Conclusion: In this limited feasibility study, no major differences in immediate reactions were seen, but a significantly higher number of delayed reactions were seen in the iron sucrose group. Further, under our assumptions and design a full RCT to evaluate the safety of different intravenous iron preparations is not feasible. Future studies should consider modifying the clinical outcomes, utilize multiple centers, and consider other emerging parenteral iron formulations. (ClinicalTrials.gov NCT005936197 January 3, 2008).
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http://dx.doi.org/10.1186/s12878-016-0046-8DOI Listing
http://www.ncbi.nlm.nih.gov/pmc/articles/PMC4788943PMC
March 2016

Use of n-of-1 (single patient) trials to assess the effect of age of transfused blood on health-related quality of life in transfusion-dependent patients.

Transfusion 2016 05 2;56(5):1192-200. Epub 2016 Feb 2.

Department of Medicine, Division of Hematology, Western University, London Health Sciences Centre, London, Ontario.

Background: The impact of age of red blood cells on health-related quality of life (HRQL) in patients who require chronic transfusions is not known. We assessed this using n-of-1 trials in patient populations where large randomized trials have not been done to date.

Study Design And Methods: Chronically transfusion-dependent adult patients were randomly assigned over time to four fresh (<7 days of storage) and four standard-issue (up to 42 days of storage) blood transfusions in prospective double-blinded multicrossover studies (n-of-1 trials). HRQL questionnaires were completed before and at 24 hours after each transfusion. Hemoglobin (Hb) levels were measured before each subsequent transfusion.

Results: Twenty transfusion-dependent patients were enrolled, of whom nine (five myelodysplastic syndromes, two myelofibrosis, one β-thalassemia major, one Diamond-Blackfan anemia) completed at least six transfusions. Mean ages of fresh and standard-issue blood transfused were 4.0 and 23.2 days, respectively. There were no significant differences in the effect of standard and fresh blood on follow-up Hb levels or the eight HRQL dimensions assessed in all analyses.

Conclusions: In chronically transfused patients, there were no significant differences in HRQL or Hb levels between fresh versus standard blood. While larger trials are needed, these results support current practices in hospital blood transfusion laboratories using a first-in, first-out model of blood utilization for these transfusion-dependent patients. Use of n-of-1 trials to determine the benefits of transfusions in single patients appears to be feasible.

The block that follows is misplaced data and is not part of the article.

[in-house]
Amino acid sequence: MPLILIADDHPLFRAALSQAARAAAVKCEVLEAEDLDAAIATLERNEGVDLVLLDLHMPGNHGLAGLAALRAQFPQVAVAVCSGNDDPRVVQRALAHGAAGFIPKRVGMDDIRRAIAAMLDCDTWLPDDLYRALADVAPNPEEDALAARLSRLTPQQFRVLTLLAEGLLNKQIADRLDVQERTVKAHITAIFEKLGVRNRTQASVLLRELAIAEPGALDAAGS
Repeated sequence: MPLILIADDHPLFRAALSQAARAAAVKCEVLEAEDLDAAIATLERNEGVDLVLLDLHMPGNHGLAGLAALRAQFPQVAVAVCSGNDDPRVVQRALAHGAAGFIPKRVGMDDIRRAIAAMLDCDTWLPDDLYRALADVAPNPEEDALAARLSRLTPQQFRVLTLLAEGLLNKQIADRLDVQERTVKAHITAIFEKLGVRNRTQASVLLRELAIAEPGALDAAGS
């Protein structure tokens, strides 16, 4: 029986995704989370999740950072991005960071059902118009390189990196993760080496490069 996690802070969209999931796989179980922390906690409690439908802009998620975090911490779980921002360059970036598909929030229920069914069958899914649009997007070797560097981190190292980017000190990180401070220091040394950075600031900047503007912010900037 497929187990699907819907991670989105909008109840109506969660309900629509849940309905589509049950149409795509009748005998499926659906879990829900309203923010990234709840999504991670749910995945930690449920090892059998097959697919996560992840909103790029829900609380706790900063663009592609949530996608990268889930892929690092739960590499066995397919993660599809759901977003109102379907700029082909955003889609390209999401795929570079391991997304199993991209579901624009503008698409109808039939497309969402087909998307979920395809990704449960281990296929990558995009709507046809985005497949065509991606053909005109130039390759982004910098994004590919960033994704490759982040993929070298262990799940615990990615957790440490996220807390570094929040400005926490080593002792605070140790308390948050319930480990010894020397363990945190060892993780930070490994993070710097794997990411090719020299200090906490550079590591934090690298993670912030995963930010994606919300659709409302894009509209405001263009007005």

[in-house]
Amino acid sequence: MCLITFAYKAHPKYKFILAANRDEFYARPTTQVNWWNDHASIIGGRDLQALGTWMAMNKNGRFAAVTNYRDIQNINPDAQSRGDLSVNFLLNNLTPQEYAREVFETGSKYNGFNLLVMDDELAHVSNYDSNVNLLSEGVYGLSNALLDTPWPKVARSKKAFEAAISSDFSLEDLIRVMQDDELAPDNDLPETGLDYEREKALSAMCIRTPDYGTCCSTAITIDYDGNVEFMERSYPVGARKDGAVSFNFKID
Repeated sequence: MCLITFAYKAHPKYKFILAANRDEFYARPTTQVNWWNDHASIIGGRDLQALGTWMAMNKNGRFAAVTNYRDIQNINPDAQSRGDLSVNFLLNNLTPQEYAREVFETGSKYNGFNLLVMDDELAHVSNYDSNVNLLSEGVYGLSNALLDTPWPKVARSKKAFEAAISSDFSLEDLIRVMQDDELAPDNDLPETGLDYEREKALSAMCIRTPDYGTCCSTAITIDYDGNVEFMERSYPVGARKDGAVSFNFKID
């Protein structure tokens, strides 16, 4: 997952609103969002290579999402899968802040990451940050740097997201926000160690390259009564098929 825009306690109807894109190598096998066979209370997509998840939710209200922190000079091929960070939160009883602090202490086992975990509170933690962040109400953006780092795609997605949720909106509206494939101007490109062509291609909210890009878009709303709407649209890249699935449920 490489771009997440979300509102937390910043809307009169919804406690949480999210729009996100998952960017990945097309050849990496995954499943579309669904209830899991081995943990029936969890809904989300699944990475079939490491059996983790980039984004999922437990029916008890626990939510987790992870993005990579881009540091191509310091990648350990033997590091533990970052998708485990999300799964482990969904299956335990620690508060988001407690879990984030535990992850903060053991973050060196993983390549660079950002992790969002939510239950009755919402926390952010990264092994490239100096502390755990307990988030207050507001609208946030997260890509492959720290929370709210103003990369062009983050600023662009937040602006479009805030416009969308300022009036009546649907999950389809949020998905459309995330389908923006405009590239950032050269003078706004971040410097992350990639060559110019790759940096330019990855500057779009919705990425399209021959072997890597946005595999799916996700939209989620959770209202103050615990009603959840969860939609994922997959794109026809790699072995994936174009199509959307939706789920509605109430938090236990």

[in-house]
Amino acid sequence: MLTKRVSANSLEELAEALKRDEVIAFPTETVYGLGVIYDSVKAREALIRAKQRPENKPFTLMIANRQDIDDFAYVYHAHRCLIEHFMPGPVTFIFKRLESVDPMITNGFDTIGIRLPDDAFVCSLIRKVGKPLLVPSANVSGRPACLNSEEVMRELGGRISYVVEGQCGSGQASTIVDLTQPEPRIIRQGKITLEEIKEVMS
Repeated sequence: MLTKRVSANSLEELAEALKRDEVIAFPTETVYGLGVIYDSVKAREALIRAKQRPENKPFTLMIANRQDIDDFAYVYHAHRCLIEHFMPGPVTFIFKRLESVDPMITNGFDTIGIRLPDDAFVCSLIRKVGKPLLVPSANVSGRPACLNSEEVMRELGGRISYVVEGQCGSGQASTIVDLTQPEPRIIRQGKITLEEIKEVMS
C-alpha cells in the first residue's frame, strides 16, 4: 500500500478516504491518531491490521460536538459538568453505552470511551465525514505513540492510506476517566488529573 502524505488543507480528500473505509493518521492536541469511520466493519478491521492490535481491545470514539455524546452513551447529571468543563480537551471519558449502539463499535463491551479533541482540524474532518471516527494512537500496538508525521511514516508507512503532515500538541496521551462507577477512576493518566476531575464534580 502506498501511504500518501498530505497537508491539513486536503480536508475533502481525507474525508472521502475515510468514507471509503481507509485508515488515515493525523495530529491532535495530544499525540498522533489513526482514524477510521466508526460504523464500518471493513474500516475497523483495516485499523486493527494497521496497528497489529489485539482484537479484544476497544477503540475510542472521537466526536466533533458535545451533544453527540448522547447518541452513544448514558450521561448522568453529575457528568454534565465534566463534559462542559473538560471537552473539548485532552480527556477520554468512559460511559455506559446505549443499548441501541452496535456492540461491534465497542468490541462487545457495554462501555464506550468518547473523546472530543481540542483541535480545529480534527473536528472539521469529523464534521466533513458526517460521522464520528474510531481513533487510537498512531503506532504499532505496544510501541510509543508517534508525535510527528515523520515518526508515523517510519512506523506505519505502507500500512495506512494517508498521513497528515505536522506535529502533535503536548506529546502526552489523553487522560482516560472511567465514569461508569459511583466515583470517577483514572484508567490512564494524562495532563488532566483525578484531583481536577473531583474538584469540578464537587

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http://dx.doi.org/10.1111/trf.13484DOI Listing
May 2016

Safe utilization of ibrutinib with or without steroids in chronic lymphocytic leukemia patients with autoimmune hemolytic anemia.

Ann Hematol 2015 Dec 3;94(12):2077-9. Epub 2015 Sep 3.

Department of Medicine, Division of Hematology, London Health Sciences Centre, Room E6-219A, Victoria Hospital, 800 Commissioners Road East, London, Ontario, Canada, N6A 4G5.

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http://dx.doi.org/10.1007/s00277-015-2487-8DOI Listing
December 2015

Incidence and natural history of intravenous immunoglobulin-induced aseptic meningitis: a retrospective review at a single tertiary care center.

Transfusion 2015 Nov 20;55(11):2597-605. Epub 2015 Jun 20.

Division of Hematology, Department of Medicine, London Health Sciences Centre, Victoria Hospital.

Background: Aseptic meningitis is a rare but significant complication of intravenous immunoglobulin (IVIG) therapy. The majority of literature is limited to case reports, so the true incidence of this complication is uncertain.

Study Design And Methods: A retrospective review of all cases of IVIG-associated adverse transfusion reactions was performed at London Health Sciences Centre (LHSC) from January 1, 2008, to December 31, 2013. All reported transfusion reactions were evaluated to identify cases of aseptic meningitis due to IVIG. All documented IVIG infusions and lumbar punctures performed during the study period were reviewed; patients with both interventions were identified and further chart review was performed to identify aseptic meningitis.